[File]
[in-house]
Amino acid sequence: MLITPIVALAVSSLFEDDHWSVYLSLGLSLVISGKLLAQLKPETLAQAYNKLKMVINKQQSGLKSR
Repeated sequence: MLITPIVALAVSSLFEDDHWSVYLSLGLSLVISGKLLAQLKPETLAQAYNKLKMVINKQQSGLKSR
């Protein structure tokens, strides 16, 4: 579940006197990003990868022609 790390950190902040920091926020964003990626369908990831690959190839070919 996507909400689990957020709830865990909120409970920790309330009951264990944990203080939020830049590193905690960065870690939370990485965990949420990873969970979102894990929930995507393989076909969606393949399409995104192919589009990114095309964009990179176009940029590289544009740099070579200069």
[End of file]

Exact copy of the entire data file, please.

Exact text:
[in-house]
Amino acid sequence: MLITPIVALAVSSLFEDDHWSVYLSLGLSLVISGKLLAQLKPETLAQAYNKLKMVINKQQSGLKSR
Repeated sequence: MLITPIVALAVSSLFEDDHWSVYLSLGLSLVISGKLLAQLKPETLAQAYNKLKMVINKQQSGLKSR
């Protein structure tokens, strides 16, 4: 579940006197990003990868022609 790390950190902040920091926020964003990626369908990831690959190839070919 996507909400689990957020709830865990909120409970920790309330009951264990944990203080939020830049590193905690960065870690939370990485965990949420990873969970979102894990929930995507393989076909969606393949399409995104192919589009990114095309964009990179176009940029590289544009740099070579200069």